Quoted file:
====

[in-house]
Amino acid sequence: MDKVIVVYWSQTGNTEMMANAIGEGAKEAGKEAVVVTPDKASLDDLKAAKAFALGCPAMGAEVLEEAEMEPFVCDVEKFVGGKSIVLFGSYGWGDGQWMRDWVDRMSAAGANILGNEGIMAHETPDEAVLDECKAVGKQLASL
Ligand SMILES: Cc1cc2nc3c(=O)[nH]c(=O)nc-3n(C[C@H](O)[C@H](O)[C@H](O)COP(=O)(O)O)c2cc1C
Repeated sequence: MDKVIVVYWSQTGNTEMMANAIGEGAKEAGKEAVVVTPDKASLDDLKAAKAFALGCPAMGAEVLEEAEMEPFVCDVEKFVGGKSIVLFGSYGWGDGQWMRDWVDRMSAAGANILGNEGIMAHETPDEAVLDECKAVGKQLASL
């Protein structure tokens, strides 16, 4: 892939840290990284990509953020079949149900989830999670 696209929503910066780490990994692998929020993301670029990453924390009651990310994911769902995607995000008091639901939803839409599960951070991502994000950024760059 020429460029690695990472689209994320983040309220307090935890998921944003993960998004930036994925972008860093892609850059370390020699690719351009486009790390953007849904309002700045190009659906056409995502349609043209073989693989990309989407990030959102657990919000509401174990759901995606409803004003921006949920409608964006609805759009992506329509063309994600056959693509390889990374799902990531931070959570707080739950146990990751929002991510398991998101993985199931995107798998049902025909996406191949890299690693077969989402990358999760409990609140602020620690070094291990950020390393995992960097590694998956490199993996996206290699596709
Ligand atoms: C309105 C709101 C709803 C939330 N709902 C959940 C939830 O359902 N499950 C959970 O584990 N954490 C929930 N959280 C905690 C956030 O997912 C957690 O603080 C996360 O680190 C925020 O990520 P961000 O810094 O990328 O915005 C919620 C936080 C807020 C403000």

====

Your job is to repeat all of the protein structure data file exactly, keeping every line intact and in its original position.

[in-house]
Amino acid sequence: MDKVIVVYWSQTGNTEMMANAIGEGAKEAGKEAVVVTPDKASLDDLKAAKAFALGCPAMGAEVLEEAEMEPFVCDVEKFVGGKSIVLFGSYGWGDGQWMRDWVDRMSAAGANILGNEGIMAHETPDEAVLDECKAVGKQLASL
Ligand SMILES: Cc1cc2nc3c(=O)[nH]c(=O)nc-3n(C[C@H](O)[C@H](O)[C@H](O)COP(=O)(O)O)c2cc1C
Repeated sequence: MDKVIVVYWSQTGNTEMMANAIGEGAKEAGKEAVVVTPDKASLDDLKAAKAFALGCPAMGAEVLEEAEMEPFVCDVEKFVGGKSIVLFGSYGWGDGQWMRDWVDRMSAAGANILGNEGIMAHETPDEAVLDECKAVGKQLASL
């Protein structure tokens, strides 16, 4: 892939840290990284990509953020079949149900989830999670 696209929503910066780490990994692998929020993301670029990453924390009651990310994911769902995607995000008091639901939803839409599960951070991502994000950024760059 020429460029690695990472689209994320983040309220307090935890998921944003993960998004930036994925972008860093892609850059370390020699690719351009486009790390953007849904309002700045190009659906056409995502349609043209073989693989990309989407990030959102657990919000509401174990759901995606409803004003921006949920409608964006609805759009992506329509063309994600056959693509390889990374799902990531931070959570707080739950146990990751929002991510398991998101993985199931995107798998049902025909996406191949890299690693077969989402990358999760409990609140602020620690070094291990950020390393995992960097590694998956490199993996996206290699596709
Ligand atoms: C309105 C709101 C709803 C939330 N709902 C959940 C939830 O359902 N499950 C959970 O584990 N954490 C929930 N959280 C905690 C956030 O997912 C957690 O603080 C996360 O680190 C925020 O990520 P961000 O810094 O990328 O915005 C919620 C936080 C807020 C403000």